battles o f W.W.II lost more Americans than the entire Iraq war has done so
But the stakes are at least as high . A world dominated by
representative governments with civil rights, human rights, and personal freedoms ...
or a world dominated by a radical Islamic Wahhabi movement, by the Jihad,
under the Mullahs and the Sharia (Islamic law).
It's difficult to understand why the American left does not grasp this.
They favor human rights, civil rights, liberty and freedom, but evidently
not for Iraqis.
"Peace Activists" always seem to demonstrate here in America, where
Why don't we see Peace Activist demonstrating in Iran, Syria, Iraq,
Sudan, North Korea, in the places that really need peace activism the most?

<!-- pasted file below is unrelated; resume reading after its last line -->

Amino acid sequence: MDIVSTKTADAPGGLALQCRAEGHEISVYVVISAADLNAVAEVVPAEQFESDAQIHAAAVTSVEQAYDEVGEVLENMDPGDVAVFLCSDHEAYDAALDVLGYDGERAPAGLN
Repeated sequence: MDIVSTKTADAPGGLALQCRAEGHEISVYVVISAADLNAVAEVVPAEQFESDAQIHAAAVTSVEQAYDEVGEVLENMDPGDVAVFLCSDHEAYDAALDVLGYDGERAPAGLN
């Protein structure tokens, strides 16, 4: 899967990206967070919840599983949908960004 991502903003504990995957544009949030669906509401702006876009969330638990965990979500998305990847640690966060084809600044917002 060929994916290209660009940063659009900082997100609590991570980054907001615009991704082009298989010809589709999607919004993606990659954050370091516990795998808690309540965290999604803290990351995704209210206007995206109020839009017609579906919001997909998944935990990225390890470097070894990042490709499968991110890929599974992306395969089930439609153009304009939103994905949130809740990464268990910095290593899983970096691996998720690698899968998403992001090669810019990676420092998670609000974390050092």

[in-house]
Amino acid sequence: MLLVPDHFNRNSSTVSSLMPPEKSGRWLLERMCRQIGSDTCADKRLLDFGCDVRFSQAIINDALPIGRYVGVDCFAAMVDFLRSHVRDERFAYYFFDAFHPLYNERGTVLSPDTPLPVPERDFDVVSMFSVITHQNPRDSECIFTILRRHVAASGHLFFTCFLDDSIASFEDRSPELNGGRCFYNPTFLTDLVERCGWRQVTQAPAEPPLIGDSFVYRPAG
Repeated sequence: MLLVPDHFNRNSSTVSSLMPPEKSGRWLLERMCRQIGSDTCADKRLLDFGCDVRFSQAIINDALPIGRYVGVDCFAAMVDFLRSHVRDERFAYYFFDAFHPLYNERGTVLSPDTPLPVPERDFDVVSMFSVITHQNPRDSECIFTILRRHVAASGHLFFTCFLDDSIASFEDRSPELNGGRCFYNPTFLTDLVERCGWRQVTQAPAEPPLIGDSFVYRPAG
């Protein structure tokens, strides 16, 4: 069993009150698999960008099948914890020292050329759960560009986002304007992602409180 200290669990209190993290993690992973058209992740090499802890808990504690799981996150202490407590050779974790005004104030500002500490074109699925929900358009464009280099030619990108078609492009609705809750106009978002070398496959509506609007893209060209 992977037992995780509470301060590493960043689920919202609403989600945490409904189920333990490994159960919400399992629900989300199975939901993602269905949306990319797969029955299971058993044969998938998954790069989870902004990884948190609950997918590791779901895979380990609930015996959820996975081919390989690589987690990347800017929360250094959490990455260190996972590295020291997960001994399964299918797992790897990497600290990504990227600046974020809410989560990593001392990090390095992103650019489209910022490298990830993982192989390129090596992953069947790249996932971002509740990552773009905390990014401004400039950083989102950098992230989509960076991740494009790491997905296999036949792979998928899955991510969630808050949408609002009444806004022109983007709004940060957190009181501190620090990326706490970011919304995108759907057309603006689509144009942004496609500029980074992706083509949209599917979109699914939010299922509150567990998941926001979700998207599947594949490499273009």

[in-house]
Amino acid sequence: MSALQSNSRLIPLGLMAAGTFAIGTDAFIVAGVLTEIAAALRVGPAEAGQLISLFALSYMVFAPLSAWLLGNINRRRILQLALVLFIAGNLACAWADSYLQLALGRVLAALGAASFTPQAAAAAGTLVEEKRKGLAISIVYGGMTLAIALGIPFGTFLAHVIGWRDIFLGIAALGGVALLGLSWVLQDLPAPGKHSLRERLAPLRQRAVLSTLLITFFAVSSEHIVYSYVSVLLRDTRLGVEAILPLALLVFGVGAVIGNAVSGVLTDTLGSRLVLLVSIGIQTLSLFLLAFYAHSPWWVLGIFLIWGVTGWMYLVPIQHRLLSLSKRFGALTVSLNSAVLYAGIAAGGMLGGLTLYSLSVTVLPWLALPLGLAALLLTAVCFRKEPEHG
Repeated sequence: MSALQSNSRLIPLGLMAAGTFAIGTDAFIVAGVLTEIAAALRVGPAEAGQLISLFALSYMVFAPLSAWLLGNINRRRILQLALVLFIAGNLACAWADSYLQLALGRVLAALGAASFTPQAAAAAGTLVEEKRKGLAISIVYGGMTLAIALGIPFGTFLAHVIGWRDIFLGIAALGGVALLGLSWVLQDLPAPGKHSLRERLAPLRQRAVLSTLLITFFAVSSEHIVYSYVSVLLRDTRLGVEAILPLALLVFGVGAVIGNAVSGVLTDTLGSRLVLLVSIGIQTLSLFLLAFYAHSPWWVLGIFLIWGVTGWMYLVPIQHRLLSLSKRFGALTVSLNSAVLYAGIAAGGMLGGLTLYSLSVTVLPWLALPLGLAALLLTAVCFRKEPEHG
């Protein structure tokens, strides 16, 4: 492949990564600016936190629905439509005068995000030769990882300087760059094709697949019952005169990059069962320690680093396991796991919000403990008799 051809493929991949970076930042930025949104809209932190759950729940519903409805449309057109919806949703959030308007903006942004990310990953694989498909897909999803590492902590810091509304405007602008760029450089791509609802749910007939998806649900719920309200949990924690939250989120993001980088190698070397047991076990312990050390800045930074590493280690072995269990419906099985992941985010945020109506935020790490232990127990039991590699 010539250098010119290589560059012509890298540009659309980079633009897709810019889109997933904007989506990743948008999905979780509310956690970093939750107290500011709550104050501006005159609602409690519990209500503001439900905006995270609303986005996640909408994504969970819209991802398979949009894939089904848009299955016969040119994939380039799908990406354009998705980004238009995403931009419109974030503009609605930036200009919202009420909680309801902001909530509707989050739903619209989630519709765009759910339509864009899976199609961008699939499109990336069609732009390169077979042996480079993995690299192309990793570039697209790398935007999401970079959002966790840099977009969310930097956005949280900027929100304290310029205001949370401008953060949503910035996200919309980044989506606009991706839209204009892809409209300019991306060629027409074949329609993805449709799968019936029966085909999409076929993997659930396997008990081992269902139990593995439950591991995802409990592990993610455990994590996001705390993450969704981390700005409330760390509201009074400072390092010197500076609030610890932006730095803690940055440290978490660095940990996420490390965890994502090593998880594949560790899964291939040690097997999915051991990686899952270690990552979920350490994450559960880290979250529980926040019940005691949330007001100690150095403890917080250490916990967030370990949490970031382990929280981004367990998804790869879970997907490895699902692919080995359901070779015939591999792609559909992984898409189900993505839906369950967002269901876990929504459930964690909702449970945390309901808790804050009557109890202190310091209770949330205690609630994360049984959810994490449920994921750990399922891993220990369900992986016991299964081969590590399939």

The liberal mentality is supposed to favor human rights, civil rights,
democracy, multiculturalism, diversity, etc., but if the Jihad wins,
wherever the Jihad wins, it is the end of civil rights, human rights,
democracy, multiculturalism, diversity, etc. Americans who oppose the liberation of Iraq are coming down on the side of their own worst enemy.
Raymond S. Kraft is a writer living in Northern California. Please
consider passing along copies of this article to students in high school,
college and university as it contains information about the American past that is
very meaningful today -- history about America that very likely is
completely unknown by them (and their instructors, too). By being denied the
facts of our history, they are at a decided disadvantage when it comes to
reasoning and thinking through the issues of today. They are prime targets for
misinformation campaigns beamed at enlisting them in causes and beliefs